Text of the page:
A New Yorker can be one of four places in America: home, at the beach, in L.A. or out of town. The Free Agent has been out of town.
Specifically, she has been in Salt Lake City. As her sister-in-law observed, “These are the most industrious people I’ve ever seen. We’ve got full-time students with full-time jobs who came over at eight at night to paint our house.” “Look,” said her brother, “seven construction workers, every one of them doing something. I’ve never seen anything like it.” The Free Agent herself observed house after lovingly cared-for house, all tidy and landscaped. It all made her remember that these were the values the Agent children were raised on: when you have a job to do, do it the best you can, take care of your things, and don’t feel sorry for yourself, there’s always someone worse off than you. On the way in from the airport, Sis-in-Law pointed out a grain silo, painted with the name Welfare Square. “Funny,” she said, “that they have that in such a ‘red’ state.” Neither funny nor surprising to the Free Agent, who later learned that the Latter-Day Saints Church feed and clothe anyone who needs it, on the one condition that they purchase what they need with some labor.
Even in the aptly-named Beehive State, unemployment has doubled over the past six months, from 3.7% to 7.3%.
But The Free Agent isn’t here to tell you another depressing story. Oh no! The Free Agent, whose heart some have called a stone, was moved to awed silence by the final site on her itinerary, Kennecott Utah Copper’s Bingham Canyon Mine.
Once nothing but a useless mountain, the mine is now the biggest excavation on earth, over two and a half miles deep and three-quarters of a mile of stunning terraces, carved by shovels and dump trucks the size of which is impossible to judge with the eye, until a full-size school bus carrying miners passes under the height of a wheel. Ore was discovered in the mid-Nineteenth Century, but was of such poor grade (today, a ton yields just over ten pounds of copper) that it couldn’t be commercially exploited until Daniel Jackling and Robert Gemmell recommended open-pit mining. In 104 years of operation, the Bingham Canyon Mine has produced over 18 million tons of copper, more than any other mine in the world, and supplies about 13% of today’s U.S. consumption.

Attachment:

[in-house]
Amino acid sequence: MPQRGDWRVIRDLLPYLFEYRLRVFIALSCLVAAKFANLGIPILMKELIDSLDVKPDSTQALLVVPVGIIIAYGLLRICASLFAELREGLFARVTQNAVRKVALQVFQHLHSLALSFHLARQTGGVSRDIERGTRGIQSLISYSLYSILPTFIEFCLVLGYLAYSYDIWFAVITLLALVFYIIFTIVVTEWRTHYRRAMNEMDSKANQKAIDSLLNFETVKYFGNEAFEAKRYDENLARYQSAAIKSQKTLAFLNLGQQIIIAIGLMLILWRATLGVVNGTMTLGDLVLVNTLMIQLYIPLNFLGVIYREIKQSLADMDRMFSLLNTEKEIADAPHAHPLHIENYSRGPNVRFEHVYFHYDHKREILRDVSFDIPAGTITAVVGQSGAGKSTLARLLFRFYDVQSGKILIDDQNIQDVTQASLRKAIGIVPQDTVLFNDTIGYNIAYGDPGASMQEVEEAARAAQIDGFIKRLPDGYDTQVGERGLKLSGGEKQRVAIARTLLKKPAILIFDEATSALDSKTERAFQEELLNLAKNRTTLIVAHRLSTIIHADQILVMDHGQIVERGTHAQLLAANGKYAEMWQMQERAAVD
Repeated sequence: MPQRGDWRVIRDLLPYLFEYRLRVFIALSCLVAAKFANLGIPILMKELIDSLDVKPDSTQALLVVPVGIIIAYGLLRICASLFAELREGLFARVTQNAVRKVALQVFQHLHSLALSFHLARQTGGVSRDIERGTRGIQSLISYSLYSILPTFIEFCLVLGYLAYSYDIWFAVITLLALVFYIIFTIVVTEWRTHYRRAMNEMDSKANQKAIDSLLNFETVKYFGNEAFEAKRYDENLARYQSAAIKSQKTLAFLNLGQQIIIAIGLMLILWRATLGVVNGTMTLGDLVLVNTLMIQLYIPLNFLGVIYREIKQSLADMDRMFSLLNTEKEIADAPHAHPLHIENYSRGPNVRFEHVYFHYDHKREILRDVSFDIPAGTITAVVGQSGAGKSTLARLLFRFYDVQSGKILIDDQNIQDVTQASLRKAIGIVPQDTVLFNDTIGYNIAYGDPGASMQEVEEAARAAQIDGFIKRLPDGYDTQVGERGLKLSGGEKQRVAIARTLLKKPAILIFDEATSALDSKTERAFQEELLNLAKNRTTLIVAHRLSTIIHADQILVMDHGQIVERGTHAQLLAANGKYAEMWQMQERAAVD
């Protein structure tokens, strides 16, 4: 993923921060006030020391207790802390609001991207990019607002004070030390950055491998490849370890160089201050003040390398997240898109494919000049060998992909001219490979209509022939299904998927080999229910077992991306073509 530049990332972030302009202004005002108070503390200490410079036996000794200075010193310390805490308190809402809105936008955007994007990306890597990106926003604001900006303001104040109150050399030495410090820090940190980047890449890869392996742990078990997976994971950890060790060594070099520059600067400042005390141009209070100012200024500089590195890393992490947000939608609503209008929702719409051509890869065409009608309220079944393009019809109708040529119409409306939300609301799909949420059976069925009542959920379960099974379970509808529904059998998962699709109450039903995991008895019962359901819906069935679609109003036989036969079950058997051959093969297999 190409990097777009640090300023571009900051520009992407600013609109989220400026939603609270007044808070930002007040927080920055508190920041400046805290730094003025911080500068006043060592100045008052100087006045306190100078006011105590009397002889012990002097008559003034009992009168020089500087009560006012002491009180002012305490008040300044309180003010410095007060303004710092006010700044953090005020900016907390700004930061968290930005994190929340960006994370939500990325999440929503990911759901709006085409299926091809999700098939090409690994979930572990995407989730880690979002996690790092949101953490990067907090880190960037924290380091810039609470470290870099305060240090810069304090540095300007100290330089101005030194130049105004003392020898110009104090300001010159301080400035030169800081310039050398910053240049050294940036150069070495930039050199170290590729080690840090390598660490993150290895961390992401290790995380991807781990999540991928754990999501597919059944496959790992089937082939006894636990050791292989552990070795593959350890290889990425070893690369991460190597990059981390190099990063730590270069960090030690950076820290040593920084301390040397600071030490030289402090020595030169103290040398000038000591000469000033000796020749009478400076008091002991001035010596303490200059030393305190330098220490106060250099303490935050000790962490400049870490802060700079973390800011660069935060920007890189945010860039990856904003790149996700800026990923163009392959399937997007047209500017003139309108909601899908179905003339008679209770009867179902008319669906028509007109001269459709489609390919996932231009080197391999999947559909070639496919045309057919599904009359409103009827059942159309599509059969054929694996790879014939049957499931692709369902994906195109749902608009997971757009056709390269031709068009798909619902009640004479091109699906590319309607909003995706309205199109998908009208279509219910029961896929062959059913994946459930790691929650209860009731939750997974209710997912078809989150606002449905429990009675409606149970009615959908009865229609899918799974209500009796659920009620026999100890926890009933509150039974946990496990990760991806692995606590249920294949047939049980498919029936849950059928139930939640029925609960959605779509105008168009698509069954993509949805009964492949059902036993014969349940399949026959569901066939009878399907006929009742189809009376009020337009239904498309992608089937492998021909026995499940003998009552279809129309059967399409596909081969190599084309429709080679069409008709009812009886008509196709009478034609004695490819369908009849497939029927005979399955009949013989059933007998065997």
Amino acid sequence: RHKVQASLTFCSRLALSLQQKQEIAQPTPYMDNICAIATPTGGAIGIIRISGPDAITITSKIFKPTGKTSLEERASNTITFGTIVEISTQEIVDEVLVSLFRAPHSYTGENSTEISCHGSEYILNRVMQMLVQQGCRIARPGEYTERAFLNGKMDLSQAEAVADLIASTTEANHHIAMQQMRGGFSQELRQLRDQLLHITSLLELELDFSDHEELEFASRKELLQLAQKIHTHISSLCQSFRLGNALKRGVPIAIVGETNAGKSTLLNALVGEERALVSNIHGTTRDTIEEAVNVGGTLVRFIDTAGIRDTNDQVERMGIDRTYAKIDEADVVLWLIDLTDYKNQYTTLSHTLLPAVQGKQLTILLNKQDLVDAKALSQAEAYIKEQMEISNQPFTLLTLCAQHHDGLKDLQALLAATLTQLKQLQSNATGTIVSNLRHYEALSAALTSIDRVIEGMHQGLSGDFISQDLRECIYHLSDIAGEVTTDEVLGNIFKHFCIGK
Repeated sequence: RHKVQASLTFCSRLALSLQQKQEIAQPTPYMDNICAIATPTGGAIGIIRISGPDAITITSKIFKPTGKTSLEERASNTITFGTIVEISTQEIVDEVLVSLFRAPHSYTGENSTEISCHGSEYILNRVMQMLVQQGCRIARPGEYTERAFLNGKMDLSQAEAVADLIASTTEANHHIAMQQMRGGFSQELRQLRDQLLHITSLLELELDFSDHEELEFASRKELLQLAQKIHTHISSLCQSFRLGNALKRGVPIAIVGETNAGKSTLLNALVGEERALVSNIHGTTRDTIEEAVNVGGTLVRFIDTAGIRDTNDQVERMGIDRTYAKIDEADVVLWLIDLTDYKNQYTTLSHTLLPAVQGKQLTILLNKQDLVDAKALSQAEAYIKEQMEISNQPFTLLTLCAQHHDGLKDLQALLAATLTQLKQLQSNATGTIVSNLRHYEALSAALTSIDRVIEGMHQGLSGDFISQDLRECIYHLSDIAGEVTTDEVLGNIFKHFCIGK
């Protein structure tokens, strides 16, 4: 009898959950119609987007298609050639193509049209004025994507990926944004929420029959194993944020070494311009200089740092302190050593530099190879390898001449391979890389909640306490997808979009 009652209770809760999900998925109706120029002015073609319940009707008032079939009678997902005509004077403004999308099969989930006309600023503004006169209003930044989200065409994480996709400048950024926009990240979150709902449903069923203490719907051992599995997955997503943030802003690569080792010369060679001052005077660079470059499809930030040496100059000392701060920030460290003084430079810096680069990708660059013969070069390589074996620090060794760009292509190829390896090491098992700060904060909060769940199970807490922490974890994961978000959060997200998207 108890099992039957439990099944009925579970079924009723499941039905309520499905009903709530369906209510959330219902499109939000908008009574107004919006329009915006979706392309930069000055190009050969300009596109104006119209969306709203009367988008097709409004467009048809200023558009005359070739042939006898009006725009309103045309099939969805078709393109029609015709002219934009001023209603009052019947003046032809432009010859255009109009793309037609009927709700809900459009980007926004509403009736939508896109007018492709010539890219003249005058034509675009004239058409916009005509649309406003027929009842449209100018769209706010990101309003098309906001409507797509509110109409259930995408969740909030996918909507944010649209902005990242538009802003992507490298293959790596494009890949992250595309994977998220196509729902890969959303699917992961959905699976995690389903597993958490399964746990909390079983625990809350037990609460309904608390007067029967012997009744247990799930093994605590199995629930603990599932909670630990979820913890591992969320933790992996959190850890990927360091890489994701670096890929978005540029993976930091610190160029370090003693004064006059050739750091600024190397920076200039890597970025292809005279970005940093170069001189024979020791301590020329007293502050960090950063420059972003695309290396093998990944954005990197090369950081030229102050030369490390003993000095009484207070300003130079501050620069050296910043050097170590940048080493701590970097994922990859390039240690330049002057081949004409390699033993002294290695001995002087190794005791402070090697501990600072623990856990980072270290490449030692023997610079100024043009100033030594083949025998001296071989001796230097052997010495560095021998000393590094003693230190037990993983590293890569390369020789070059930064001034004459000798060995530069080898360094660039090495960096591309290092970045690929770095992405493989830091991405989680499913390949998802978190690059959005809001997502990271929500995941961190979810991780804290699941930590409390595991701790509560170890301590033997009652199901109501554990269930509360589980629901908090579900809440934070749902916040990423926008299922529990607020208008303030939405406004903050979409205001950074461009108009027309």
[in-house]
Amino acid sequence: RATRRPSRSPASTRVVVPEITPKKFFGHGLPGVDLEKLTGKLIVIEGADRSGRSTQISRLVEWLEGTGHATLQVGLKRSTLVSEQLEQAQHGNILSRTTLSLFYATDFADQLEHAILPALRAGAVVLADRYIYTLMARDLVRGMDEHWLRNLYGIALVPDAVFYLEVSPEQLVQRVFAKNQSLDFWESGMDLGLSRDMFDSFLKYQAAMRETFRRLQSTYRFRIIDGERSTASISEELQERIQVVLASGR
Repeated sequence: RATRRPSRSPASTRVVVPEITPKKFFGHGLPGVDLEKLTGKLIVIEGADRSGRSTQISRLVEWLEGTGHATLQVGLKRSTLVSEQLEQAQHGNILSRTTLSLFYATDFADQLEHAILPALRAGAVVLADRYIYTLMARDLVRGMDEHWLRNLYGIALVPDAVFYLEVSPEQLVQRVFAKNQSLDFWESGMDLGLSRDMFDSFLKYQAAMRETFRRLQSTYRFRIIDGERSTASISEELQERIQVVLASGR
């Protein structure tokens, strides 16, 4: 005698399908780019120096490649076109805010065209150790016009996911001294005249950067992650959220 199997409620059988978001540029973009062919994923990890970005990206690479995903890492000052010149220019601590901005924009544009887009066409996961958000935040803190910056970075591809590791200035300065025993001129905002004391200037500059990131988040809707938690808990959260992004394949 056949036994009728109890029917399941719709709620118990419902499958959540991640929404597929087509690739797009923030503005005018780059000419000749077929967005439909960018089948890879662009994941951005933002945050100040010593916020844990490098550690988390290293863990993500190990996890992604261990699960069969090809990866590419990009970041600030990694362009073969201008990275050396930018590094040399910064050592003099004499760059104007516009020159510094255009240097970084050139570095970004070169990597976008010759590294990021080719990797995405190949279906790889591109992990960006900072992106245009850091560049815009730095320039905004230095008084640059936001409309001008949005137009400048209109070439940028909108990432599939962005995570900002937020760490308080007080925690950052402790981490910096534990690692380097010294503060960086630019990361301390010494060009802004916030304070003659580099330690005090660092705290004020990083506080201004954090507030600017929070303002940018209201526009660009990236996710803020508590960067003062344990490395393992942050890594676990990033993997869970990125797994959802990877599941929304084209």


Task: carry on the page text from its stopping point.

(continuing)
As mining technology developed, it became possible to extract some of those pesky impurities from Bingham’s ore. In 2006, by-products of 218,000 tons of copper production included 462,000 ounces of gold, 4.2 million ounces of silver, and 16,800 tons of molybdenum. The Free Agent won’t pretend she knows what molybdenum is or does, but the value of Bingham’s production rose from $20 million in 2002 to $700 million in 2006.
So thank you, people of Utah, for reminding The Free Agent of the best humanity can accomplish. As usual, Shakespeare said it best, “How beauteous mankind is! O brave new world/That has such people in’t!”